After yet another attempt to set the lad from Mississippi straight on the facts of the Saddam non-involvement, he then asked the most important question, "Then why DID we invade Iraq?"

Yes, son, why did we? The naivete of youth. Surely there were other youth in other lands in other times who asked a similarly pointed question of the elders. No doubt, the German children must have asked in the years following Hitler's demise, "Opa, warum hat das deutsche Volk glauben, Hitler?

Indeed, why?

The answer, my son is because there have always been scoundrels and miscreants and egomaniacal despots who have risen to power, who lacked the wisdom and moral fiber required of them to lead their people carefully. History books detail their bloody misadventures and the subsequent abuse of the young men.

When will we ever learn? Perhaps never.

Sunday, June 28, 2009

The Evolution of God

The New York Times Book Review featured Robert Wright's newly released book, The Evolution of God. Newsweek's Lisa Miller and Andrew Sullivan in TimesOnline have written other reviews of this book and excerpts of each chapter are found on the website,

'God has mellowed,' begins NYT reviewer, Paul Bloom. He continues, ' The God that most Americans worship occasionally gets upset about abortion and gay marriage, but he is a softy compared with the Yahweh of the Hebrew Bible. That was a warrior God, savagely tribal, deeply insecure about his status and willing to commit mass murder to show off his powers. But at least Yahweh had strong moral views, occasionally enlightened ones, about how the Israelites should behave. His hunter-gatherer ancestors, by contrast, were doofus gods. Morally clueless, they were often yelled at by their people and tended toward quirky obsessions. One thunder god would get mad if people combed their hair during a storm or watched dogs mate.'

Bloom goes on, 'In his brilliant new book, “The Evolution of God,” Robert Wright tells the story of how God grew up. He starts with the deities of hunter- gatherer tribes, moves to those of chiefdoms and nations, then on to the polytheism of the early Israelites and the monotheism that followed, and then to the New Testament and the Koran, before finishing off with the modern multinational Gods of Judaism, Christianity and Islam. Wright’s tone is reasoned and careful, even hesitant, throughout, and it is nice to read about issues like the morality of Christ and the meaning of jihad without getting the feeling that you are being shouted at. His views, though, are provocative and controversial. There is something here to annoy almost everyone.'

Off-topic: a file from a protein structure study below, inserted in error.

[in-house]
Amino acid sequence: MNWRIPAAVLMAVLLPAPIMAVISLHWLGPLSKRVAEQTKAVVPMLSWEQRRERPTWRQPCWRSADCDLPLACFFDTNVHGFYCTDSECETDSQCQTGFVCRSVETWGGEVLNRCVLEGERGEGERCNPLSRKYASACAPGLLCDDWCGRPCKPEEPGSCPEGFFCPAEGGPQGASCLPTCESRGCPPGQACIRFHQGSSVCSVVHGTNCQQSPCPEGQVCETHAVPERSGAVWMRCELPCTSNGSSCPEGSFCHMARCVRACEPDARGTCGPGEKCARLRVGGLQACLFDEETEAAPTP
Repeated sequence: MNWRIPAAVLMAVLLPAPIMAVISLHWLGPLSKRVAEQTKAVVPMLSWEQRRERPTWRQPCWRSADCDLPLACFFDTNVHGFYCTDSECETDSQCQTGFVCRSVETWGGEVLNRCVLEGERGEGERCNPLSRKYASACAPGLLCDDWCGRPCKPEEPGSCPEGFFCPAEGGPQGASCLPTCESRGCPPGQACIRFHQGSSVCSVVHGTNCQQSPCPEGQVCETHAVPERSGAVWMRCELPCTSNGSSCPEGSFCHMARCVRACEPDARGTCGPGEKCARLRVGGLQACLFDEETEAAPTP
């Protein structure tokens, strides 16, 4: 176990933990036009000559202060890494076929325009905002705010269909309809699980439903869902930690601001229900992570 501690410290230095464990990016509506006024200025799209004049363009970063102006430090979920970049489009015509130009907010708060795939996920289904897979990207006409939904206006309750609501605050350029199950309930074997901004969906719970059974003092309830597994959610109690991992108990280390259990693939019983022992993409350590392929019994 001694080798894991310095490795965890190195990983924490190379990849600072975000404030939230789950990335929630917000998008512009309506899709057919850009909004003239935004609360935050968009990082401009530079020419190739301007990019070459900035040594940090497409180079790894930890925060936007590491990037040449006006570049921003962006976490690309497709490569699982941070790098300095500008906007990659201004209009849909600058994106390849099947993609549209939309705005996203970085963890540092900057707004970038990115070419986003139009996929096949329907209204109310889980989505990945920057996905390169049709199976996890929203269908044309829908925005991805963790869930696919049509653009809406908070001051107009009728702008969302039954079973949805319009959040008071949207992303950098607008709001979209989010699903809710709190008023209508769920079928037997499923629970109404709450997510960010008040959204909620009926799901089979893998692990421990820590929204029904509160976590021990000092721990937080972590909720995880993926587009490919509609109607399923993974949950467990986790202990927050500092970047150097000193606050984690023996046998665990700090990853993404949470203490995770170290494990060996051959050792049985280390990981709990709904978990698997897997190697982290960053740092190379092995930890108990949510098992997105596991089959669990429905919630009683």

'To annoy almost everyone.' Excellent! People need to be annoyed, but not preached to. I'm thinking of presenting the topic of this book, God has evolved, to the next session of our book club. Rather than pick a book, as we have always done, at the next meeting we are to present a topic upon which to chew and perhaps find a collateral book to accompany the topic. Apparently this book is high on the list.

Surely author Robert Wright has 'annoyed' the funny fundamentalists with his title which includes the ever-volatile word, evolution. Further, and equally annoying, he suggests that the man's concept of 'god' ought to be an ever-changing process. Judas Priest!

The older non-fundamentalist Christians and Jews might wrinkle their noses at this second suggestion- that their 'god' is in flux- and find that idea difficult to grasp. Long ago their idea of who 'god' is and what his characteristics are were solidly cemented in their mind. I feel sorry for these people who have built up a fortress of belief to surrounding themselves and do not wish to entertain anything new or different. I especially think of the old ladies at daily Mass who rattle their rosary beads during the service; who are we to insist that they take a fresh look at the concept of God? If they are happy with all the accoutrement surrounding their religiosity, let them be.

Rather, it would be a worthy task to enlighten the young and those who are open to new ideas as well as the skeptic who long ago walked out of church in disgust and distrust.